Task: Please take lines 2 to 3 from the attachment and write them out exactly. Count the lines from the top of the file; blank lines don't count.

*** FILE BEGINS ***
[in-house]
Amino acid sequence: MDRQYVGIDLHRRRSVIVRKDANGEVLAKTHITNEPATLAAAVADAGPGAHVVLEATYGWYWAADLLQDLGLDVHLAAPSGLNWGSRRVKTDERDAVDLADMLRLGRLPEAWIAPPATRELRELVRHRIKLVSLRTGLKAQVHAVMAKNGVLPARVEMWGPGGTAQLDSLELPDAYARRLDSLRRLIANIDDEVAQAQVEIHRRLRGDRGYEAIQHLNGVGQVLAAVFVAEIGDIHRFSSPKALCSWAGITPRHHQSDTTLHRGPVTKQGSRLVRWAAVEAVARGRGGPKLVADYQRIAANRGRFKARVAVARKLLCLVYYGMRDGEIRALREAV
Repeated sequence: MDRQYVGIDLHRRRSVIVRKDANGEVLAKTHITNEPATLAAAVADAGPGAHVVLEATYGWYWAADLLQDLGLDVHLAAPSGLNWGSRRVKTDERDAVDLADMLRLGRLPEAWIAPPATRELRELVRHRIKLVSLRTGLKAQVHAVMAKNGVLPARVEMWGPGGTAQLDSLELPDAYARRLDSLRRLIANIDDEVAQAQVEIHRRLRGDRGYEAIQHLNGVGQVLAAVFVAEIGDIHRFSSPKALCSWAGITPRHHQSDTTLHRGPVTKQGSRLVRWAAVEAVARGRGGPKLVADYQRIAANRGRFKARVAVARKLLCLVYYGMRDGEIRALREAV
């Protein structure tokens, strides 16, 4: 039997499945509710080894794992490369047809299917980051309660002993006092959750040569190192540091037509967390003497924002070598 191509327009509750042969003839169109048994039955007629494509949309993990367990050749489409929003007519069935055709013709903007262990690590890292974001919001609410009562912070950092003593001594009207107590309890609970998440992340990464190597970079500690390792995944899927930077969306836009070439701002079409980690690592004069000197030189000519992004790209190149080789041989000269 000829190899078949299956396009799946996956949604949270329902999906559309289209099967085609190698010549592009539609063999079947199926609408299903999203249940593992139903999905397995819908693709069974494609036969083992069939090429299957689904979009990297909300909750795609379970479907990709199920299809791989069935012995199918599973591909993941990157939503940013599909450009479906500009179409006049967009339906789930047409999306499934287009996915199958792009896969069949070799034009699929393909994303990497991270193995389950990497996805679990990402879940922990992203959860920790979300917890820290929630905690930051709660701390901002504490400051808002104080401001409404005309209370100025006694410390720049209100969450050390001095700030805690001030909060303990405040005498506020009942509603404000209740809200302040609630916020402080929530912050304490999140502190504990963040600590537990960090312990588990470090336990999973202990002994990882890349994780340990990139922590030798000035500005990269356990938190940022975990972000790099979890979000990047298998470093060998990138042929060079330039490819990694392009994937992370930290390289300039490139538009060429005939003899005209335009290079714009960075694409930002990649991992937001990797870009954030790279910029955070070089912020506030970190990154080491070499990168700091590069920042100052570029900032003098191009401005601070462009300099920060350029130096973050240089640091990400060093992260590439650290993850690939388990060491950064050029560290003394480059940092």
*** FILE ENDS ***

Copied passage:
Amino acid sequence: MDRQYVGIDLHRRRSVIVRKDANGEVLAKTHITNEPATLAAAVADAGPGAHVVLEATYGWYWAADLLQDLGLDVHLAAPSGLNWGSRRVKTDERDAVDLADMLRLGRLPEAWIAPPATRELRELVRHRIKLVSLRTGLKAQVHAVMAKNGVLPARVEMWGPGGTAQLDSLELPDAYARRLDSLRRLIANIDDEVAQAQVEIHRRLRGDRGYEAIQHLNGVGQVLAAVFVAEIGDIHRFSSPKALCSWAGITPRHHQSDTTLHRGPVTKQGSRLVRWAAVEAVARGRGGPKLVADYQRIAANRGRFKARVAVARKLLCLVYYGMRDGEIRALREAV
Repeated sequence: MDRQYVGIDLHRRRSVIVRKDANGEVLAKTHITNEPATLAAAVADAGPGAHVVLEATYGWYWAADLLQDLGLDVHLAAPSGLNWGSRRVKTDERDAVDLADMLRLGRLPEAWIAPPATRELRELVRHRIKLVSLRTGLKAQVHAVMAKNGVLPARVEMWGPGGTAQLDSLELPDAYARRLDSLRRLIANIDDEVAQAQVEIHRRLRGDRGYEAIQHLNGVGQVLAAVFVAEIGDIHRFSSPKALCSWAGITPRHHQSDTTLHRGPVTKQGSRLVRWAAVEAVARGRGGPKLVADYQRIAANRGRFKARVAVARKLLCLVYYGMRDGEIRALREAV